The balance of factors involved in a due process determination might be different if a doctor could be said to have treated an out-of-state patient by mail or to have provided a new prescription or diagnosis in such fashion. In that event, the forum state's interest in deterring such interstate medical service would surely be great. Here, however, the mailing of the copies was simply reflective of, and indeed a part of, the earlier treatment and prescription. See discussion in text infra.
With reference to such a situation, § 37 of the Restatement (Second) of Conflict of Laws (1971) states the rule:
"A state has power to exercise judicial jurisdiction over an individual who causes effects in the state by an act done elsewhere with respect to any cause of action arising from these effects unless the nature of the effects and of the individual's relationship to the state make the exercise of such jurisdiction unreasonable."
Reasonableness is a convenient shorthand for the various factors that must be considered in a determination as to compliance with due process. See note 7 infra.
The question is whether Idaho (assuming its acceptance of this general proposition) may apply the rule in such a fashion as to confer jurisdiction upon its courts in such a case as this. In our judgment it could not; the exercise of jurisdiction in these circumstances would be unreasonable and in fact would work contrary to what we deem to be the dominant state interest.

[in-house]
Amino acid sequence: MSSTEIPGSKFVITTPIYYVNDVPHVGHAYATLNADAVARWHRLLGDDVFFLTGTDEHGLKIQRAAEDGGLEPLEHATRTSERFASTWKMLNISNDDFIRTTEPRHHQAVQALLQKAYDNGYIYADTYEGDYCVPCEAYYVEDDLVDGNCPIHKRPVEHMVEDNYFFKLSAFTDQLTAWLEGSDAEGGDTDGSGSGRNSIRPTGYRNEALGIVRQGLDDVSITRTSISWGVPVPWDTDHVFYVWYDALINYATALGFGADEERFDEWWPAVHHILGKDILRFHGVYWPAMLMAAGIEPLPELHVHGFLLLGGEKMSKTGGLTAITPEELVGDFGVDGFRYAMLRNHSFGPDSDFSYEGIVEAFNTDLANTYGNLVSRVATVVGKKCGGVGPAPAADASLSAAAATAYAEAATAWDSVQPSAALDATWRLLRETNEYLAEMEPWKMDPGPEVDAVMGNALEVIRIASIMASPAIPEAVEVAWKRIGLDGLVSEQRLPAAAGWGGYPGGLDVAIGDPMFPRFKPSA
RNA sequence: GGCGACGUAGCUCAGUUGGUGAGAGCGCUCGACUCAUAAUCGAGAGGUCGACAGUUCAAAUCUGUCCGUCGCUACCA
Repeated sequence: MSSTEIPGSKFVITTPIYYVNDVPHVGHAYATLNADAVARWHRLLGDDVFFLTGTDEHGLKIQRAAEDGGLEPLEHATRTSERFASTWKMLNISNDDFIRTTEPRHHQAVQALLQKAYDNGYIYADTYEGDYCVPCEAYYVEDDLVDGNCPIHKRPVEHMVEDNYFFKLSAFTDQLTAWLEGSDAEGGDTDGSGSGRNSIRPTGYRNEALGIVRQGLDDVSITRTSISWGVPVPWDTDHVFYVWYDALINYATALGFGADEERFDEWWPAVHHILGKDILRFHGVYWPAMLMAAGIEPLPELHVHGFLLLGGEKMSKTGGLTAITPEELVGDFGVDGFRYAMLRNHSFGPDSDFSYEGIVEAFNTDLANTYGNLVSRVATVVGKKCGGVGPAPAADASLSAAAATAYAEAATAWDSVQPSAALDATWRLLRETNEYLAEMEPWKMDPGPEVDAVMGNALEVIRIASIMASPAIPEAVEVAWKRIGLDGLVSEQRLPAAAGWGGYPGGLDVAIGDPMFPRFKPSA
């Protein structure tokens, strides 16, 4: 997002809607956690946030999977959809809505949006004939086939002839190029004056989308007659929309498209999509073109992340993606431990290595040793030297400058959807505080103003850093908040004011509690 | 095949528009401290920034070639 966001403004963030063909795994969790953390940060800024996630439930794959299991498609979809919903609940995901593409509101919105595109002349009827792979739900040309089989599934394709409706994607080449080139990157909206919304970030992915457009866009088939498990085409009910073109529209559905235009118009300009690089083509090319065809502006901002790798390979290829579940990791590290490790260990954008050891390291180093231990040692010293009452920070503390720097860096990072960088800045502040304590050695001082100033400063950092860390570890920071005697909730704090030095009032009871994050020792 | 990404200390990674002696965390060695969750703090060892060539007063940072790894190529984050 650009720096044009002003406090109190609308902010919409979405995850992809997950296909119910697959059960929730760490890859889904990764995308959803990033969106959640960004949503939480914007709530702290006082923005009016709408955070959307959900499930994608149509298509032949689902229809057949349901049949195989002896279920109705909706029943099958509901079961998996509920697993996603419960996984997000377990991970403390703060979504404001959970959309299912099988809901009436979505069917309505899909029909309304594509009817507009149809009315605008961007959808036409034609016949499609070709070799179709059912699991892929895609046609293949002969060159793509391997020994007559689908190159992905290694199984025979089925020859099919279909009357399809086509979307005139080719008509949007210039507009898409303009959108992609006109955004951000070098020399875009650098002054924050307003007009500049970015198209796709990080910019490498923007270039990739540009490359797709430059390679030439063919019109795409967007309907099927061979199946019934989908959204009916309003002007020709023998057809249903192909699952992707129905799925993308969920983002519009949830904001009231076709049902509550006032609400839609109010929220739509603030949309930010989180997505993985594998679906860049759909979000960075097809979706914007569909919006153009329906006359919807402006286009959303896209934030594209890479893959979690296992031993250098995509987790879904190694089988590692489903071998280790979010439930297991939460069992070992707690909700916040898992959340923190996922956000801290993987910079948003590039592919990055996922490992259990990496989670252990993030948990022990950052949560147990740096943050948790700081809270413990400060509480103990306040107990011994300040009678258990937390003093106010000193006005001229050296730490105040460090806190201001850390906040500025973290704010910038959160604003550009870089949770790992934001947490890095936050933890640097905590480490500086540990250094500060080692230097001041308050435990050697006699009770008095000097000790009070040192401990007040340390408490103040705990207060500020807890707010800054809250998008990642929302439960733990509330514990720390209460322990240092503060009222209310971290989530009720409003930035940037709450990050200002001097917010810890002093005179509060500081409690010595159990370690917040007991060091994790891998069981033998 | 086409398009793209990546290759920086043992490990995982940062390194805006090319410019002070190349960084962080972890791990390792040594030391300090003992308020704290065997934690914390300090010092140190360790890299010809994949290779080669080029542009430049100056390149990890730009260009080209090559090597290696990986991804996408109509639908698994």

" §§ 5-514 through 5-517 are designed to provide a forum for Idaho residents. As such, the law is remedial legislation of the most fundamental nature. It, therefore, is to be liberally construed. * * * Under the circumstances we believe that the legislature, in adopting I.C. §§ 5-514 through 5-517, intended to exercise all the jurisdiction available to the State of Idaho under the due process clause of the United States Constitution." (emphasis supplied)
See also B.B.P. Ass'n, Inc. v. Cessna Aircraft Co., 91 Idaho 259, 264, 420 P.2d 134, 139 (1966); Peterson, Jurisdiction of Idaho Courts Over Nonresidents, 36 Idaho State Bar Proceedings 58, 64 (1962).
In the case of personal services focus must be on the place where the services are rendered, since this is the place of the receiver's (here the patient's) need. The need is personal and the services rendered are in response to the dimensions of that personal need. They are directed to no place but to the needy person herself. It is in the very nature of such services that their consequences will be felt wherever the person may choose to go. However, the idea that tortious rendition of such services is a portable tort which can be deemed to have been committed wherever the consequences foreseeably were felt is wholly inconsistent with the public interest in having services of this sort generally available. Medical services in particular should not be proscribed by the doctor's concerns as to where the patient may carry the consequences of his treatment and in what distant lands he may be called upon to defend it. The traveling public would be ill served were the treatment of local doctors confined to so much aspirin as would get the patient into the next state. The scope of medical treatment should be defined by the patient's needs, as diagnosed by the doctor, rather than by geography.